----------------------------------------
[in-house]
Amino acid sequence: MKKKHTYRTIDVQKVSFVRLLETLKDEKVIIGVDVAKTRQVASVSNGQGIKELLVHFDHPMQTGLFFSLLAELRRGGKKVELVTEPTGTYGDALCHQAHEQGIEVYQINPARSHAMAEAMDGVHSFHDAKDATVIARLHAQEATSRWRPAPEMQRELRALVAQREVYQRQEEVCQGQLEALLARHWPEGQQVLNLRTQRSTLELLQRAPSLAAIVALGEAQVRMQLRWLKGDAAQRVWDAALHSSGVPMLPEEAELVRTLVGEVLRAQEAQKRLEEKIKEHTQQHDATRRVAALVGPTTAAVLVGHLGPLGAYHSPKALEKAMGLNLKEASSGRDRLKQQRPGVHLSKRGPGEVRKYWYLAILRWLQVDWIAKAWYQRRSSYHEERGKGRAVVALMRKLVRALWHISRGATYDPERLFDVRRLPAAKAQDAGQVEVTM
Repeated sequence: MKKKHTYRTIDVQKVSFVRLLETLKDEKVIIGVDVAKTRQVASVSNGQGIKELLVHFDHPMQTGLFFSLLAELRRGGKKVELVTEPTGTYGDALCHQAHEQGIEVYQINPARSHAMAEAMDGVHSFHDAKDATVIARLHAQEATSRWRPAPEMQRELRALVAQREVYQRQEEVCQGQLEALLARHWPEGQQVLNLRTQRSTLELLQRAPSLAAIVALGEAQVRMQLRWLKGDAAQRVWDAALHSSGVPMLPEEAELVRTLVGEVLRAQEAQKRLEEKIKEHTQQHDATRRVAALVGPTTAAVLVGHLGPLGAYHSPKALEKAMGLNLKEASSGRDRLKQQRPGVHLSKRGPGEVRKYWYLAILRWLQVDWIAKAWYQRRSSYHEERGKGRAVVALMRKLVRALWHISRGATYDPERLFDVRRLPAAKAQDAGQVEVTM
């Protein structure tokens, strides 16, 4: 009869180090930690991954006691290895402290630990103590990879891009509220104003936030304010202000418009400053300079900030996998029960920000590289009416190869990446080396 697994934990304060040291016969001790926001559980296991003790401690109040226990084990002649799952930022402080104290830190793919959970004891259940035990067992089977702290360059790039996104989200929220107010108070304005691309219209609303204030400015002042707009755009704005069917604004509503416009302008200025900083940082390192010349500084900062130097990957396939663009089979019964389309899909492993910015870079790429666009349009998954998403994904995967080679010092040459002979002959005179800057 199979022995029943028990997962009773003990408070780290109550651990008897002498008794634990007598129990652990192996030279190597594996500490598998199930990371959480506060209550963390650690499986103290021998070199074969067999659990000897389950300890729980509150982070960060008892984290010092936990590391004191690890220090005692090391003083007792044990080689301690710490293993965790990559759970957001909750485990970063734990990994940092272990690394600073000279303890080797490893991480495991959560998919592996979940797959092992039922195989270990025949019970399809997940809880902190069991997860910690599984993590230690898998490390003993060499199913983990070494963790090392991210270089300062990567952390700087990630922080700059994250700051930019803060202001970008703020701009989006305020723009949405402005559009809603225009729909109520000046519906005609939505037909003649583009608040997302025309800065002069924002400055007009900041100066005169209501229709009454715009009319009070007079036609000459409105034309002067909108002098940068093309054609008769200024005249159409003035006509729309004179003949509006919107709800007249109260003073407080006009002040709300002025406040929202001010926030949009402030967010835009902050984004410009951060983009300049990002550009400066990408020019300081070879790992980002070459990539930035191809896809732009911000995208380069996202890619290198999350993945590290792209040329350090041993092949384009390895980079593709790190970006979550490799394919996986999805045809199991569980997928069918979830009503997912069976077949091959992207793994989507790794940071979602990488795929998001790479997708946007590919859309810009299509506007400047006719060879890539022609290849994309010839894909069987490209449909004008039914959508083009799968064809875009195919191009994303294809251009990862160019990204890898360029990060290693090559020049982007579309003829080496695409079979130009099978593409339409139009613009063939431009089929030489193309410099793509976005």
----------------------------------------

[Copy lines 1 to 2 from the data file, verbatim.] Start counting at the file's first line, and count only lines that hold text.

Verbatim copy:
[in-house]
Amino acid sequence: MKKKHTYRTIDVQKVSFVRLLETLKDEKVIIGVDVAKTRQVASVSNGQGIKELLVHFDHPMQTGLFFSLLAELRRGGKKVELVTEPTGTYGDALCHQAHEQGIEVYQINPARSHAMAEAMDGVHSFHDAKDATVIARLHAQEATSRWRPAPEMQRELRALVAQREVYQRQEEVCQGQLEALLARHWPEGQQVLNLRTQRSTLELLQRAPSLAAIVALGEAQVRMQLRWLKGDAAQRVWDAALHSSGVPMLPEEAELVRTLVGEVLRAQEAQKRLEEKIKEHTQQHDATRRVAALVGPTTAAVLVGHLGPLGAYHSPKALEKAMGLNLKEASSGRDRLKQQRPGVHLSKRGPGEVRKYWYLAILRWLQVDWIAKAWYQRRSSYHEERGKGRAVVALMRKLVRALWHISRGATYDPERLFDVRRLPAAKAQDAGQVEVTM